Another suit filed days after the first alleges that a 79-year-old woman died of malnourishment while in the care of Poplar Living Center because the nursing home failed to provide additional nutrition when the woman began to eat very little. The woman lost 20 percent of her body weight during her two-month stay at the facility, according to the suit. Her death certificate listed malnutrition as the primary cause for her death. The wrongful death suit was settled in 2013.

A wrongful death action filed in 2011 — about two weeks after the first two suits — alleges that a woman, who was quadriplegic, died in 2008 while a staff member attempted to move her. The staff member sat the woman on the edge of the bed without restraint or support and then walked away. The woman then fell from the bed onto the floor. She died of her injuries nine days later, the suit says.

A jury later found that the nursing home company was negligent in the woman’s care but did not find that the damages should be paid to the woman’s estate.

A fourth suit, filed in June 2011, says a resident died after falling while riding in a company van and becoming brain-dead when nursing home staff failed to properly care for her.

A 73-year-old woman was admitted to the nursing home for rehabilitation in 2009 after she fell at home. When she was released from the Wyoming Medical Center on Oct. 8 of that year, she was able to move on her own, was fully cognizant and had no concussion symptoms, the suit states. The nursing home sent an assistant janitor to pick her up from the hospital and drive her to the facility, but the janitor failed to fully secure the woman’s wheelchair in the back of the van. The nursing home had certified the janitor to transport patients, but he had never done so before.

When the van pulled out, the woman’s wheelchair flipped backward, and the woman hit her head, the suit says. The janitor stopped the van, and hospital security guards helped him pick up the woman.

Two nurses assessed the woman when she arrived at the nursing home and admitted her. At about 6:30 p.m., a neurological assessment showed the woman’s mental abilities were deteriorating. She appeared drowsy, her blood pressure had risen and she did not spontaneously open her eyes. A few minutes later, a nursing assistant noted the woman had a large knot on her head and said she was in pain. When the nursing assistant returned shortly after, the woman was vomiting, could not stand and was covered in her own feces, the suit says.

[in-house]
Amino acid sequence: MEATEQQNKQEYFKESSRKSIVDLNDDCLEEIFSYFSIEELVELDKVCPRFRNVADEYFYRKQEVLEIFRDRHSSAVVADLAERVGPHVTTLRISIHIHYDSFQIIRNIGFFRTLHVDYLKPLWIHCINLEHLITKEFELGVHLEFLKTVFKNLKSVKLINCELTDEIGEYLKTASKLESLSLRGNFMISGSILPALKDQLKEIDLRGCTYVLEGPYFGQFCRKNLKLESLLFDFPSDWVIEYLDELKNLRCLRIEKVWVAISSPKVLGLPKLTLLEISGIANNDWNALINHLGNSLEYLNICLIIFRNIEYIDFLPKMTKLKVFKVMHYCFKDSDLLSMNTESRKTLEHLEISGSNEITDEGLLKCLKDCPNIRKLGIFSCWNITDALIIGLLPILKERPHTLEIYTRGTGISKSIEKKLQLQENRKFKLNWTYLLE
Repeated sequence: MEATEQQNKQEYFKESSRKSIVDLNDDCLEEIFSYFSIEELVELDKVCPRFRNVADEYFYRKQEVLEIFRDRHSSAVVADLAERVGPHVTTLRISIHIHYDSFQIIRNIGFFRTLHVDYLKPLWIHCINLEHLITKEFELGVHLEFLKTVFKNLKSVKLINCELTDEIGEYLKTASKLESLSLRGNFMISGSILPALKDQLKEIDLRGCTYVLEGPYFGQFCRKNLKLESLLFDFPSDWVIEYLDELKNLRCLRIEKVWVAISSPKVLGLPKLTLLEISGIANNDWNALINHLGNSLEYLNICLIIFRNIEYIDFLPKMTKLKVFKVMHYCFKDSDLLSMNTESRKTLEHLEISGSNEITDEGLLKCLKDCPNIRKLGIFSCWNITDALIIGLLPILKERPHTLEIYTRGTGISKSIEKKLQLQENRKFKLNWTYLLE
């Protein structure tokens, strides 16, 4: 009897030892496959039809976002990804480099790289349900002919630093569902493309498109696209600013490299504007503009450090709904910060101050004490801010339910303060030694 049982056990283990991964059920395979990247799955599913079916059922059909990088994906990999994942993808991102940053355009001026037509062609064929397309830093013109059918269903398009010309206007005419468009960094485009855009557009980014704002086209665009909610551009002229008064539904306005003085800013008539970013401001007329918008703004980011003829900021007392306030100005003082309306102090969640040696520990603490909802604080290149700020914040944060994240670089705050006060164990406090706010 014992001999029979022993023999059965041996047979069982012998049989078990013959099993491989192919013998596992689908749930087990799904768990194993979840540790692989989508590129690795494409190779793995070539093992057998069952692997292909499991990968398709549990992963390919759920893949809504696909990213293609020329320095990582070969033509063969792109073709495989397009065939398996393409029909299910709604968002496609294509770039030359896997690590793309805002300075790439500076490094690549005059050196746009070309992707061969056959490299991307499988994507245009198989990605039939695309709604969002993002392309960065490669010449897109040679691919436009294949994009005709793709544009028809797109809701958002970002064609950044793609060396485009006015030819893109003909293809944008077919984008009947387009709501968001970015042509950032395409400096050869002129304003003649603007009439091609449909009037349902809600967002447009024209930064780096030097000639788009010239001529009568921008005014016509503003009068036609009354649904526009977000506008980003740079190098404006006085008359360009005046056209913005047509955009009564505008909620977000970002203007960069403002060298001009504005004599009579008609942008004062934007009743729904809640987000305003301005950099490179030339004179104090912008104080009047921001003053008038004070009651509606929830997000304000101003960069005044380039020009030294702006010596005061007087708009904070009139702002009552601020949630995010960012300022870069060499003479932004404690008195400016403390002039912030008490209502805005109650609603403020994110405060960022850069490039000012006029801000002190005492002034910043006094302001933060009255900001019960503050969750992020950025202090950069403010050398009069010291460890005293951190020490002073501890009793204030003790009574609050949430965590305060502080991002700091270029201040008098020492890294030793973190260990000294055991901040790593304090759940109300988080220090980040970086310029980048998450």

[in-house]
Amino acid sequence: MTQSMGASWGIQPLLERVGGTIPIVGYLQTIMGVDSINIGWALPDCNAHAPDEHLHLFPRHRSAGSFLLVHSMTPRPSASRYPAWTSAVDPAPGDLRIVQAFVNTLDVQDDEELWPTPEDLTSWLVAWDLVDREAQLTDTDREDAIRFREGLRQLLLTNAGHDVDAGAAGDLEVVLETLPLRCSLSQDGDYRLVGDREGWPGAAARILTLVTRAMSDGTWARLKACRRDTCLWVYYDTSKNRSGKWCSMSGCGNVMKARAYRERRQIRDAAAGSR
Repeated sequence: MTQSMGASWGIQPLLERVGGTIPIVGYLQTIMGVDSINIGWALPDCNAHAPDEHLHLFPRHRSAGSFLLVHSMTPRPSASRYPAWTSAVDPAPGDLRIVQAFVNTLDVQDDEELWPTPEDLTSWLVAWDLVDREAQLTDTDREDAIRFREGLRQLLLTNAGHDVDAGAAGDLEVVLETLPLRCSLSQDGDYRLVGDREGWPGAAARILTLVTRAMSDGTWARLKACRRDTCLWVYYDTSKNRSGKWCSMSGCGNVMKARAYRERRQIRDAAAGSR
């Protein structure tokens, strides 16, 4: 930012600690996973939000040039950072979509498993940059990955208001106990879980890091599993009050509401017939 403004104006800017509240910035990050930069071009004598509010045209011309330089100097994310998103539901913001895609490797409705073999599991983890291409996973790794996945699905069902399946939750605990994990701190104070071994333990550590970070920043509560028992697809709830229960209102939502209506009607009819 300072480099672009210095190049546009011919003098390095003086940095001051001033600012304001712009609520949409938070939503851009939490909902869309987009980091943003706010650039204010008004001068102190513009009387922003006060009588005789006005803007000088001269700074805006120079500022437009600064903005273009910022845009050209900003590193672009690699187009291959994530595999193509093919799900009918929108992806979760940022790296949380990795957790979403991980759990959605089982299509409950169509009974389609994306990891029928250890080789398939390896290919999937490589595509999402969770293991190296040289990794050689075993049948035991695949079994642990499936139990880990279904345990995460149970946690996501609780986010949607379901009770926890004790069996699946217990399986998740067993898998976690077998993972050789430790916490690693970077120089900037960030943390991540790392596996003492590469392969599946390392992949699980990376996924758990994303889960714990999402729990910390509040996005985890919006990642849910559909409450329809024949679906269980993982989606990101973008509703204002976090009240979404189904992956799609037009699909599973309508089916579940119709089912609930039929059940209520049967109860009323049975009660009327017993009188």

The staff decided not to consult a physician, send the woman to the emergency room or perform another neurological assessment, the lawsuit alleges. Nobody recorded checking on the woman’s condition between about 7 and 11 p.m. When a nurse checked on the resident shortly after 11 p.m., she found the woman unresponsive and running a temperature. The nurse called 911, and an ambulance brought the woman to the Wyoming Medical Center. At about 1 a.m. the doctors found that the woman was brain-dead, and her family decided to remove her from life support. She died shortly afterward.

An autopsy found that the cause of her death was bleeding in her brain “most likely incurred during an accidental fall received while unrestrained in a wheelchair,” according to the suit.

The janitor who failed to secure her wheelchair pleaded guilty to criminal negligence in 2010 and was sentenced to probation, according to the suit. The nurse in charge of the woman that night was sanctioned by the Wyoming State Board of Nursing.

The wrongful death suit was settled in 2013 for an undisclosed amount, according to court records.

The most recent suit filed against Poplar Living Center in federal court alleges that it took nursing home staff more than a month to diagnose a resident’s leg pain as a broken femur and ankle. The suit, filed in December 2015, alleges that when the staff did contact the Wyoming Medical Center emergency room, the hospital staff noted in their records that it appeared the woman’s gown and bedding were soaked in urine and “had not been changed for what looked like days.”

The woman was hospitalized for four days, and the Wyoming Department of Family Services started an investigation into the case. The department later found that the nursing home had not acted negligently, the suit says. Litigation in the lawsuit continues.

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Star-Tribune reporter Elise Schmelzer covers criminal justice.